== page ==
Mountain biking, with a dash of coffee

2011-03-18 00:00

IF you drive along Hilton Avenue early in the morning you will often see a group of vehicles parked outside the old post office. They share a distinctive feature — a bike rack. The owners of those racked vehicles are off somewhere in the surrounding plantations on their bikes.

The old post office is home to custom-designed premises for a new concept in “lifestyle-destination stores”. WSquared Cycling is a specialist­ mountain biking (MTB) and coffee bar that opened there in early 2010 after a year in smaller premises on the other side of Hilton’s main road. According to owner Johann­ Wykerd (42), he selected this location because the midlands is “mountain-biking paradise”. Both Wykerd and his wife, Allegra, are not only themselves keen bikers, but also coach riders, including four of the six current African champions.

Bike stores that incorporate a coffee bar are common in the United States, but the concept is a recent introduction to South Africa. “We love biking and we love coffee, so the combination made sense to us,” Wykerd said. He chose the location because “we wanted to be somewhere where we could exercise our passion for the sport. We close on Sundays when we take part in races”. The Wykerds relocated to Hilton from Hillcrest in 2008 after too many traffic lights were installed. Traffic lights? I hesitate, not sure whether he’s serious, but he seems to be. “There were only two sets when we moved there. Now there are 15. That’s too many for me.” Hilton currently has only two sets of traffic lights.

According to Wykerd, his sport is growing exponentially around the world. “In this province alone, we has seen a 20% to 25% growth year-on-year for the past four or five years. KZN Mountain Biking have a database of over 11 000 people, which is substantial.” He ascribed the sport’s popularity to two influences. First, road cycling has become too dangerous, so its following is dwindling. Evidence of this is the recent deaths of cyclists taking part in local road races. Secondly, MTB is a sport for the whole family. “You often see parents out cycling with children carried on bike seats or on their own bikes. On Saturday mornings we have guided rides on local trails for the whole family. We break into groups to suit the different levels of participants. In part, the coffee bar element is designed to cater for families­ too. If the men want to go out cycling but the women don’t, they can relax with a coffee and the children can try out the test track.”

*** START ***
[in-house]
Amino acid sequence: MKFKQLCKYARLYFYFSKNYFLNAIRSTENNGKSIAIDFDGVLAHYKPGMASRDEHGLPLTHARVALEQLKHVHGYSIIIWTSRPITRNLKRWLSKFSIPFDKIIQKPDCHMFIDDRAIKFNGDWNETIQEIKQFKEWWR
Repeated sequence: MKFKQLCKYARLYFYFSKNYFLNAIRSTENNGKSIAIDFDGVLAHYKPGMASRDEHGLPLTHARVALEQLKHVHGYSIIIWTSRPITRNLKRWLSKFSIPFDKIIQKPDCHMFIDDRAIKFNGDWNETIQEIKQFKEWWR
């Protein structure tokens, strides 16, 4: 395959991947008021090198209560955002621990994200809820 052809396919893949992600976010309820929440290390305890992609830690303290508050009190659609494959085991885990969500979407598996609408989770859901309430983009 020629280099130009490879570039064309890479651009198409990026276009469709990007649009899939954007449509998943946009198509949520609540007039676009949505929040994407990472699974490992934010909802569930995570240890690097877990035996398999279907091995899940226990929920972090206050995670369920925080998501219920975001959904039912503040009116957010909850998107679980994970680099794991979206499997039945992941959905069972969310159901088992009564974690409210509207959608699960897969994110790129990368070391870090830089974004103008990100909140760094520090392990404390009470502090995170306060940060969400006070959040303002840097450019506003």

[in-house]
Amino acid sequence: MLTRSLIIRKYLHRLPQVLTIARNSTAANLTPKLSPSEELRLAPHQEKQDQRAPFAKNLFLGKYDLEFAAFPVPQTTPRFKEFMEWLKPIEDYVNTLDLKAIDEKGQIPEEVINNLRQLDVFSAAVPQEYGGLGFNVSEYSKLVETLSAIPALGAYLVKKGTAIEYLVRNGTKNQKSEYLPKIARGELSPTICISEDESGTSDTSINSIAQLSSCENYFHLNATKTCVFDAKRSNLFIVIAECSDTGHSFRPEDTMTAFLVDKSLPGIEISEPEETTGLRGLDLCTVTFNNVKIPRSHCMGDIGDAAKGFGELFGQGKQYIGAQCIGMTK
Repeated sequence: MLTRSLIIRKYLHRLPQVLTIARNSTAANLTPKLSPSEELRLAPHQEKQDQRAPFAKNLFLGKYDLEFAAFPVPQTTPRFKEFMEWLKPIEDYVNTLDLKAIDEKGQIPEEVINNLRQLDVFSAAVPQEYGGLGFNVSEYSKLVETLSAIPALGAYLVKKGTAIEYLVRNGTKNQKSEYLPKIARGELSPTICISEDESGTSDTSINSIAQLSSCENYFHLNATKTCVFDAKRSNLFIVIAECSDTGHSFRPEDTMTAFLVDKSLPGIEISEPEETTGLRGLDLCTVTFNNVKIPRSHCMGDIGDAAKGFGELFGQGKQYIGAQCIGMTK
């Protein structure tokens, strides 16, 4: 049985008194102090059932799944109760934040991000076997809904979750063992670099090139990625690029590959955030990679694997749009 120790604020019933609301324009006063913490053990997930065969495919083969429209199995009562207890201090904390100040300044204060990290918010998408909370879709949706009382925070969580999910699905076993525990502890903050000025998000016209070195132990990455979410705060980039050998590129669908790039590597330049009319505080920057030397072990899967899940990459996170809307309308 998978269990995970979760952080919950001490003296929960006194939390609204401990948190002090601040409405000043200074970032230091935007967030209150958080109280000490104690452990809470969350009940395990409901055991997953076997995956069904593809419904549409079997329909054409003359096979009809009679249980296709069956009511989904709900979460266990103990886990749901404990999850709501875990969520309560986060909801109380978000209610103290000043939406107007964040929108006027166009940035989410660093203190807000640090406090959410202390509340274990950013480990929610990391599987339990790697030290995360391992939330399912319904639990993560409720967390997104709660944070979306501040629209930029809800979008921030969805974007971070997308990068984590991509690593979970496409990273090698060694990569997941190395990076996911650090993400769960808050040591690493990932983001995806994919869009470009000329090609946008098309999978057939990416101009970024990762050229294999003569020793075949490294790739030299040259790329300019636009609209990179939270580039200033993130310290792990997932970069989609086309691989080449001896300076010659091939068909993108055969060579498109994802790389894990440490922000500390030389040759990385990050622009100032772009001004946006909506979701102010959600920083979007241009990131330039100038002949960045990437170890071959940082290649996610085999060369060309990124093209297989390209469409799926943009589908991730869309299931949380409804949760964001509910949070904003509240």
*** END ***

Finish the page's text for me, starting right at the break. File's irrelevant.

Designed as a practice track, the wooden structure is based on cycle tracks that are standard in Canada because of the wet, marshy conditions. The store organises regular “shop rides” on local trails and the Wykerds also run skills clinics to teach new cyclists the skills of mountain biking.

WSquared Cycling is a destination store serving a niche market and clients­ come from all over the province, as well as Gauteng. Bikes can be couriered anywhere in the world. It serves the top end of the adult biking market, the imported bikes on sale varying from R30 000 to R100 000. It stocks a full range of imported equipment and the premises include a full workshop. Wykerd and his staff can custom build a bike to suit customers’ bodies and needs, including having sophisticated fitment equipment designed to ensure that they are perfectly fitted to the bike they purchase.

Asked why the midlands is becoming a mountain-biking mecca, Wykerd said: “The area is covered in plantations and many of the local plantation and property owners are willing to work with the biking community to allow us onto their land. Some are also permitting the construction of trail networks. The biking in this area is awesome and people come from all over the province, as well as inland, to ride here.

“At Easter, the city will host the MTB world cup event again at Cascades. This year we are expecting more than 15 000 people to attend. There is huge potential for MTB tourism in the midlands.”

I comment that it’s clear he is passionate about MTB: “Yes and that makes it tricky to keep a balance.” By this, Wykerd explains, he means between running the store and helping other people to enjoy MTB and finding time to enjoy it himself. As tricky perhaps, as children find it to balance on the wooden practice track on his store’s front lawn. Contact:

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